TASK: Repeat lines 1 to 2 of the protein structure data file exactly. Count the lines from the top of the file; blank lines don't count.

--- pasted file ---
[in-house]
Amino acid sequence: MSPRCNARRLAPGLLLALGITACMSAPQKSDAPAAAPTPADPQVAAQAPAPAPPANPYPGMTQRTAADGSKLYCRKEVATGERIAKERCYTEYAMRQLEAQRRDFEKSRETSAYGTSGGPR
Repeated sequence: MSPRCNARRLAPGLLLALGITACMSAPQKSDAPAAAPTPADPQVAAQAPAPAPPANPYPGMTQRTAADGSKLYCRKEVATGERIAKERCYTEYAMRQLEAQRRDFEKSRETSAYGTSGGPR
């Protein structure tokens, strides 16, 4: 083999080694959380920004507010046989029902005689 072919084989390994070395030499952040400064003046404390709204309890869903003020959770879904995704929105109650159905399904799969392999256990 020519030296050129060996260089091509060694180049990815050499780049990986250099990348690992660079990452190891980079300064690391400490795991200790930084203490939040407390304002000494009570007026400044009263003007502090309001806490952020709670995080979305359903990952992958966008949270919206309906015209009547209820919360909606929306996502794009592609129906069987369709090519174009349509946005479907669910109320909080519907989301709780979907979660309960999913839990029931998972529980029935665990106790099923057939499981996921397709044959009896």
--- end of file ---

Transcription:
[in-house]
Amino acid sequence: MSPRCNARRLAPGLLLALGITACMSAPQKSDAPAAAPTPADPQVAAQAPAPAPPANPYPGMTQRTAADGSKLYCRKEVATGERIAKERCYTEYAMRQLEAQRRDFEKSRETSAYGTSGGPR